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This Euphorbia seedling has placed itself in just the right site.

Nature  does not hurry, yet everything is accomplished” (Lao Tzu).

I want my garden to be a pleasure not a chore and some garden seats are an essential.  Sitting and looking long and often, in different parts of the garden and at different times of day will give richer discoveries in each place.  There will be morning freshness, an afternoon hum of insects among the surrounding bright colours, and in the evening  deep wafts of scent in the lengthening shadows, with those white flowers glowing in the fading light.  Pure garden joy!

In a discussion on country life between Doctor Johnson and Boswell, one of them complained that “the countryman is a slave of his acres”,  to which the other replied. “Ah, but where will you find such willing servitude!”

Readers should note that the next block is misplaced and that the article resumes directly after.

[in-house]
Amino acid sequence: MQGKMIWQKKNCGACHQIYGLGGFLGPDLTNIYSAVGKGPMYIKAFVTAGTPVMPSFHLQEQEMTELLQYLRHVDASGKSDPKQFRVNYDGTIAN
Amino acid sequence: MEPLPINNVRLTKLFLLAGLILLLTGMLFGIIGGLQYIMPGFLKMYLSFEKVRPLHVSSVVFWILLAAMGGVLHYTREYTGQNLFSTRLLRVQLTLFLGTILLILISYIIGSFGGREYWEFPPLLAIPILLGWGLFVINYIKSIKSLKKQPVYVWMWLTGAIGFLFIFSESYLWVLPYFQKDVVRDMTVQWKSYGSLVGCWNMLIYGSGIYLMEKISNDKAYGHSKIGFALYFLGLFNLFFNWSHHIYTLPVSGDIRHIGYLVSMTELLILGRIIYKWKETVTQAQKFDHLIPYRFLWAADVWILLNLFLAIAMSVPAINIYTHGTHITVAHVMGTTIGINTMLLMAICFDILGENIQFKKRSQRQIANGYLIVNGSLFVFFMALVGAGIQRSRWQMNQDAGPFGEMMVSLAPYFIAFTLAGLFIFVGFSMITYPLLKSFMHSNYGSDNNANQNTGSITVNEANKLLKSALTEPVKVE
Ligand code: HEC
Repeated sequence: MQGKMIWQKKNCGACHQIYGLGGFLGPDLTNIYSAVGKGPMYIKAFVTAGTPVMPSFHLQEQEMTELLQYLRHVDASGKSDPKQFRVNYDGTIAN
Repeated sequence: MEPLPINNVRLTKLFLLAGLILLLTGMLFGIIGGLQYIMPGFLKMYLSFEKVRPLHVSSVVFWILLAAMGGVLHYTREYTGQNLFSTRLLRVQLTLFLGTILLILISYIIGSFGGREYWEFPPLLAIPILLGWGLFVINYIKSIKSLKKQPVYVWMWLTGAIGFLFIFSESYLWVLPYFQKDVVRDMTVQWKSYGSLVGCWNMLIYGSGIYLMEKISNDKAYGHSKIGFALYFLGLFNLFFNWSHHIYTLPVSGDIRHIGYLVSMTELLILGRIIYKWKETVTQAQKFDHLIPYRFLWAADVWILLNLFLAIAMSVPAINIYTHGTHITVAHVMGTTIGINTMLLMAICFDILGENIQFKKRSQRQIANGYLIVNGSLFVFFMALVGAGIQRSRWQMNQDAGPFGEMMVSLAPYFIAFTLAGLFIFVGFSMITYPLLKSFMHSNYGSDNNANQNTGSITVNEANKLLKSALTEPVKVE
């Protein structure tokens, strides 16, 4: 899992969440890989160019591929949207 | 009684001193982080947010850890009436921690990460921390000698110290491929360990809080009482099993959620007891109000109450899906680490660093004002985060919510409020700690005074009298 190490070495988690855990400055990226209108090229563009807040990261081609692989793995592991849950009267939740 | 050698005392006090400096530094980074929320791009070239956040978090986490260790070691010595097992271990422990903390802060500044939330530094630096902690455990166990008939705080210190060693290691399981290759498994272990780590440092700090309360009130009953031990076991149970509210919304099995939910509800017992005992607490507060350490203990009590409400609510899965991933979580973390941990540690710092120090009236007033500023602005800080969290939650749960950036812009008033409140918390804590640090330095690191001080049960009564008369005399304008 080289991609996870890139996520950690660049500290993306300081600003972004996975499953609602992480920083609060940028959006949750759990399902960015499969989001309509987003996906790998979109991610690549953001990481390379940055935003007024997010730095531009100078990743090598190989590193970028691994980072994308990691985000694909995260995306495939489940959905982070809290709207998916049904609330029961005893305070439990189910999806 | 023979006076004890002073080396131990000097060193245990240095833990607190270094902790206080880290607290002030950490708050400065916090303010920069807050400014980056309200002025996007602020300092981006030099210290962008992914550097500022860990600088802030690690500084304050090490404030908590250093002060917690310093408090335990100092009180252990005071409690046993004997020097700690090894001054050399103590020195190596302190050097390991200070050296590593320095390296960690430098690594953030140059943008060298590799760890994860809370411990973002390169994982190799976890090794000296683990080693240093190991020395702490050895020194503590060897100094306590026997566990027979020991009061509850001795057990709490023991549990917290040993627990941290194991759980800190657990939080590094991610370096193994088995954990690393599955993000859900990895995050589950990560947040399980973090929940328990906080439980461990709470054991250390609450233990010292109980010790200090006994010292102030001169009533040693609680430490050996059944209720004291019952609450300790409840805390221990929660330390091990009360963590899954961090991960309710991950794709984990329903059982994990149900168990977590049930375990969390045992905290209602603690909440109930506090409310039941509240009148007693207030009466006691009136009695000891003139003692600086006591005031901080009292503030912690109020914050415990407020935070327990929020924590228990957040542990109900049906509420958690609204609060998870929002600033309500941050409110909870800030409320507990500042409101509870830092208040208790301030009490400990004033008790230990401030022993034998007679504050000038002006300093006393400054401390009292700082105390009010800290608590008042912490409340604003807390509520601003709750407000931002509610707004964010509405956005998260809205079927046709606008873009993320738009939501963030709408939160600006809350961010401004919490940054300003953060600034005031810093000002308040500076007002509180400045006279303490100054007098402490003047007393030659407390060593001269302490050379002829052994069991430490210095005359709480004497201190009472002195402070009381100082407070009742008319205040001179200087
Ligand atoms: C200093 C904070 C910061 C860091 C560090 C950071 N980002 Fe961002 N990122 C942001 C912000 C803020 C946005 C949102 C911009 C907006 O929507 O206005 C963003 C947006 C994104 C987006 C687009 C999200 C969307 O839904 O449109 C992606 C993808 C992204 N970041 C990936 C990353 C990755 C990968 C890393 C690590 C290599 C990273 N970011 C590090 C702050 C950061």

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Rosemary Verey of Barnsley House in Gloucestershire had this quotation on a plaque in her garden:

  As no man be very  miserable that is master of a garden here,
   so will no man ever be happy who is not sure of a garden hereafter.
   Where the first Adam fell, the second (Jesus) rose.

John Evelyn

Like many gardeners I could not be without a garden. It is just part of me. Happily, I need never be. As a believer in Jesus I can be sure of a ‘garden hereafter’ where “the leaves of the tree are for the healing of the nations” (Revelation 22: 2).What a wonderful prospect.

 

Next Time – Join me as I revel in ‘These Glorious South Downs’.

 

 

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10 thoughts on “Under the Garden Gate